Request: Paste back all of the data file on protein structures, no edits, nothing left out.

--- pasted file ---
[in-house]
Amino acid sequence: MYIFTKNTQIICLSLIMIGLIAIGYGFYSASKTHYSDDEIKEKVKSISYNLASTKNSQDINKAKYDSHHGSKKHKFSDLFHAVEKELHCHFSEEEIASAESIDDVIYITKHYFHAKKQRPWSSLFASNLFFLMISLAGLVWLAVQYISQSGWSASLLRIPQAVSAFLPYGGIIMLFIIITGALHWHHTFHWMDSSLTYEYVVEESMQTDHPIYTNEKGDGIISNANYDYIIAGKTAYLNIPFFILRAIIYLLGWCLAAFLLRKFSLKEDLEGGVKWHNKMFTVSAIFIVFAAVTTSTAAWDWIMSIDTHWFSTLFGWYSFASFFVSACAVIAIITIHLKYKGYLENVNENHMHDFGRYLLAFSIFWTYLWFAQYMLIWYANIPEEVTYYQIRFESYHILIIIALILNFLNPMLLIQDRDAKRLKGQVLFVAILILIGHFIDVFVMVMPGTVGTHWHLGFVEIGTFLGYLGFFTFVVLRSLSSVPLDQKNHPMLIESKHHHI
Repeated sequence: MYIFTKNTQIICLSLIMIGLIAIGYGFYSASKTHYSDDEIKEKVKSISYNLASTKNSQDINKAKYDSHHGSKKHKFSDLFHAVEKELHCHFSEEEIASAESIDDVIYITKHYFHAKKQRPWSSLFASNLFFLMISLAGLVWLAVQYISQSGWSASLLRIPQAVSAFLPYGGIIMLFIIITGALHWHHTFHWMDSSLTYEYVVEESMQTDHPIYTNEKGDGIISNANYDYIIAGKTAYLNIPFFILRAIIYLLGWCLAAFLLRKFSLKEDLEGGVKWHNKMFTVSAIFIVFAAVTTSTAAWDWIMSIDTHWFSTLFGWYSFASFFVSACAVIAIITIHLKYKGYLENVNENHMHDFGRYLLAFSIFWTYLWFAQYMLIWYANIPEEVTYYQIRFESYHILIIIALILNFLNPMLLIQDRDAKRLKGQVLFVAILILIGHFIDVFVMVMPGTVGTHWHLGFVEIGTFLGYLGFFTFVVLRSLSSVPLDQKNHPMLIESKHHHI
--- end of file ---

[in-house]
Amino acid sequence: MYIFTKNTQIICLSLIMIGLIAIGYGFYSASKTHYSDDEIKEKVKSISYNLASTKNSQDINKAKYDSHHGSKKHKFSDLFHAVEKELHCHFSEEEIASAESIDDVIYITKHYFHAKKQRPWSSLFASNLFFLMISLAGLVWLAVQYISQSGWSASLLRIPQAVSAFLPYGGIIMLFIIITGALHWHHTFHWMDSSLTYEYVVEESMQTDHPIYTNEKGDGIISNANYDYIIAGKTAYLNIPFFILRAIIYLLGWCLAAFLLRKFSLKEDLEGGVKWHNKMFTVSAIFIVFAAVTTSTAAWDWIMSIDTHWFSTLFGWYSFASFFVSACAVIAIITIHLKYKGYLENVNENHMHDFGRYLLAFSIFWTYLWFAQYMLIWYANIPEEVTYYQIRFESYHILIIIALILNFLNPMLLIQDRDAKRLKGQVLFVAILILIGHFIDVFVMVMPGTVGTHWHLGFVEIGTFLGYLGFFTFVVLRSLSSVPLDQKNHPMLIESKHHHI
Repeated sequence: MYIFTKNTQIICLSLIMIGLIAIGYGFYSASKTHYSDDEIKEKVKSISYNLASTKNSQDINKAKYDSHHGSKKHKFSDLFHAVEKELHCHFSEEEIASAESIDDVIYITKHYFHAKKQRPWSSLFASNLFFLMISLAGLVWLAVQYISQSGWSASLLRIPQAVSAFLPYGGIIMLFIIITGALHWHHTFHWMDSSLTYEYVVEESMQTDHPIYTNEKGDGIISNANYDYIIAGKTAYLNIPFFILRAIIYLLGWCLAAFLLRKFSLKEDLEGGVKWHNKMFTVSAIFIVFAAVTTSTAAWDWIMSIDTHWFSTLFGWYSFASFFVSACAVIAIITIHLKYKGYLENVNENHMHDFGRYLLAFSIFWTYLWFAQYMLIWYANIPEEVTYYQIRFESYHILIIIALILNFLNPMLLIQDRDAKRLKGQVLFVAILILIGHFIDVFVMVMPGTVGTHWHLGFVEIGTFLGYLGFFTFVVLRSLSSVPLDQKNHPMLIESKHHHI